"Even if you are still working, it feels like the world just stopped," she said. "It feels like an impromptu holiday."
'Should have gone to Florida'
Birds and squirrels were lucky they could rely on people like Tom and Susan Gray in the Old Southwest.
The two fed the birds three or four times over the course of Tuesday morning. They cleared off ledges on their back deck, where there was about a foot of snow mid-afternoon, to sprinkle seed. All kinds of birds kept coming, including woodpeckers, cardinals and doves, and sometimes squirrels, too, Tom Gray said.
"You feel sorry for them," Gray said. "It's bad out there."
Gray said he had seen neighbors outside walking dogs over the course of the day. His dog, Lucky, a terrier mix, didn't want to stay out in the cold too long when he walked her. She is about 18 inches tall, and the snow came well above her belly.
Gray didn't expect the side streets to be plowed for a day or two because there's a focus on keeping the main roads clear, but he was fine with that. He went to the store on Monday and said he'd "hunkered down" at home.
Gray said that he enjoys all the seasons and is OK with the snow as long as he has a chance to prepare for it.
Still, he joked, "I should have gone to Florida this year."
'Best way to spend a snow day'
In East Campus, while swaying in place with 3-month-old Jaylyn Nevaeh Dennis cradled in her arms, MU senior Amy Tesch watched the first snow flurries of the winter storm at the True Scholars House, College and University avenues.
"It was exciting," Tesch said. "I am originally from the Chicagoland area, so I've experienced several blizzards before."
A snow day did not mean sleeping in for Tesch, who was up at 6:35 a.m. because she had volunteered to baby-sit the daughter of her friend, Ashley Daniel, while Daniel went to work at the MU Student Recreation Complex.
Daniel lives at Timber Ridge Apartments, which she felt was too far away from campus to safely commute back and forth. When she asked whether it would be all right for her and Dennis to stay with Tesch at the True Scholars House through the storm, Tesch was more than happy to help her out.
"I love Jaylyn," Tesch said. "She's the cutest little thing ever, and she's so interested in what's going on."
Tesch decided to spend her snow day with Jaylyn watching favorite movies such as "Meet the Robinsons" and "Beauty and the Beast."
"This is the best way to spend a snow day," she said. "I get to sit around, watch Disney movies and spend time with some of my favorite people on the planet. It's perfect."
Sarah Walker, an education major at MU, yearned for a movie or two. "It's nice to have this day off from school," said Walker, who lives near Rock Bridge High School, "but I really wish I could get to the video store."
"We're literally snowed in," Walker said as she glanced out her back door. "It's hard to believe there's that much snow, but I love it."
'All the rugged ice'
Laurie Pancoast lives on a county road southwest of Columbia, which as of early afternoon hadn't been plowed.
"I have gotten out on my tractor and plowed my driveway, and it doesn't even look like I've been out there — that was two hours ago," Pancoast said.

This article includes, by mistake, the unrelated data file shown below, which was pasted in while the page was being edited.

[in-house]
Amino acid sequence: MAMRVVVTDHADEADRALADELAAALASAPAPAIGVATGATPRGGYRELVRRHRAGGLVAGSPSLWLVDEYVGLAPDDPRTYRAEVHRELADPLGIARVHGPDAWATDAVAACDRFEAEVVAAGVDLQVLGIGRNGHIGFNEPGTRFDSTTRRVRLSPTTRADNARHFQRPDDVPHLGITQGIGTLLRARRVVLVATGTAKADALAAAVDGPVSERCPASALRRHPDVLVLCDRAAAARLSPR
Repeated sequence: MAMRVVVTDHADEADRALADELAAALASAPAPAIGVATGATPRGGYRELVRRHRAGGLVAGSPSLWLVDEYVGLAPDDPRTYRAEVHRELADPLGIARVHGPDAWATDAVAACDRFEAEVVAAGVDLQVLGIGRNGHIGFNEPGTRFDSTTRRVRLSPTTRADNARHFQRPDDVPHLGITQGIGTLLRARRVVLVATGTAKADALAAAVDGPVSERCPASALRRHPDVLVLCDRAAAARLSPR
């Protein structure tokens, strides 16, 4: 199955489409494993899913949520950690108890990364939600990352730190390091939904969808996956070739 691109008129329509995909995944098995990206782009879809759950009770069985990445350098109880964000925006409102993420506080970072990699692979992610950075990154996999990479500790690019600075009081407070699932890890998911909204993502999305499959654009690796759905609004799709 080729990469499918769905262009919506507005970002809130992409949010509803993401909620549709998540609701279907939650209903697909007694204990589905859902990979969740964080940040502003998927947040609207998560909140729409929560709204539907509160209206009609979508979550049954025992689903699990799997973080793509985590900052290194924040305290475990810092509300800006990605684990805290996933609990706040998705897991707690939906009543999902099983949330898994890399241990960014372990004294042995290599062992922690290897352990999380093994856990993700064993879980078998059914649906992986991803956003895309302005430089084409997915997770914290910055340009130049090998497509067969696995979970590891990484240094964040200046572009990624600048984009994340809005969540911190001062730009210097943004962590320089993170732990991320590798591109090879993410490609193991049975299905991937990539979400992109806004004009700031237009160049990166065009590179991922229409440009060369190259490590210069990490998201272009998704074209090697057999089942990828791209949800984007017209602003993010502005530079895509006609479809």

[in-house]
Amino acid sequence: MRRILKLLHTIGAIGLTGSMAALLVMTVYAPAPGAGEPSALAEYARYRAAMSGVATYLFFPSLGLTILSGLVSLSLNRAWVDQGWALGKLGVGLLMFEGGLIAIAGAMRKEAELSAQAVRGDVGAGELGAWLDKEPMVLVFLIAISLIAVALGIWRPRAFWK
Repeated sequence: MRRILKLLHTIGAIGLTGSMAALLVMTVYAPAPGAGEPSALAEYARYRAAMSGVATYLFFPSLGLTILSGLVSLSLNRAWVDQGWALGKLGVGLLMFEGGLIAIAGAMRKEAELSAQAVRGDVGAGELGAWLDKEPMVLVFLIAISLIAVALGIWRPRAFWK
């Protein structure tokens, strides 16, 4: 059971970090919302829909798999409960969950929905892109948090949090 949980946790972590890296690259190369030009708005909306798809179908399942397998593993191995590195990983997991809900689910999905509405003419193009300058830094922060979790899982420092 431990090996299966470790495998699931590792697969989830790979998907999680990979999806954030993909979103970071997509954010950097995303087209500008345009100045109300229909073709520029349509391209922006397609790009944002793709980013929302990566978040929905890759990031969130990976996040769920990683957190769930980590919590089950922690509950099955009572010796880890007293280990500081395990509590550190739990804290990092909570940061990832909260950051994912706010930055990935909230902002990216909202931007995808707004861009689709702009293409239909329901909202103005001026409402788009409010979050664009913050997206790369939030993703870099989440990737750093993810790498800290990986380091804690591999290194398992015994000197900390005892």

Two of her four children attend MU; one planned to hit the rec center a couple of times, and another planned to get some studying done. Pancoast was contemplating whether to plow the driveway again.
"It's blinding out there; that's what's really getting to me," she said. "All the rugged ice from the previous snow is underneath, and it's dangerous."
'Clean your car often'
Lonnie Anderson, who lives on Hirth Avenue in the Douglass neighborhood, said he has been shoveling his driveway every hour since 9 a.m. Each time, he spends about 15 to 20 minutes shoveling 2 to 3 inches. He said he lived in Chicago for 11 years, so he's used to the hard work.
"Shovel often," Anderson said. "Clean your car often. It'll make it 10 times easier."
Anderson said he has seen a couple of neighbors shoveling, but for the most part, everyone is inside.
"Everybody's in the house today. It's been very quiet in Columbia today," he said. "You can hear a quarter get dropped in the street — well, not in the snow."
'So much snow'
Christi Hopper, a swimming teacher at Hickman High School and district coordinator for physical education and health, did a fair amount of work at her Woodridge neighborhood home on her snow day.
She is revising the seventh- and eighth-grade physical education curriculum for next year. Health education is being fused into the physical education classes. The year after next, it will become a separate class.
Hopper thinks the public schools will stay closed for a few days. "We've been out so much with snow," she said, adding it's thrown her lesson plans a little off balance.
'A swirling, steamy frost'
Meanwhile, Stephanie Berg, a master's student in music composition and clarinet performance at MU, tried her hand at a bit of verse on her Facebook page, to mark the storm:
I find myself amid a world of white,
A swirling, steamy frost that burns the skin
And flecks the cheeks with red.
A silent whirlwind, a pillow-soft chaos,
... A most disruptive cotton-top mattress.
Good thing I bought milk yesterday.
Did she venture out on Tuesday? "Just long enough to jump around in a 2-foot snowdrift," said Berg, who lives downtown. "Then I went back in."
Missourian reporters Catherine Newhouse, Margaux Henquinet, Anne Koncki, Kacie Flynn, Katie Landis, Alahandra Jones, Sara Johnson and Natalie Devlin contributed to this article.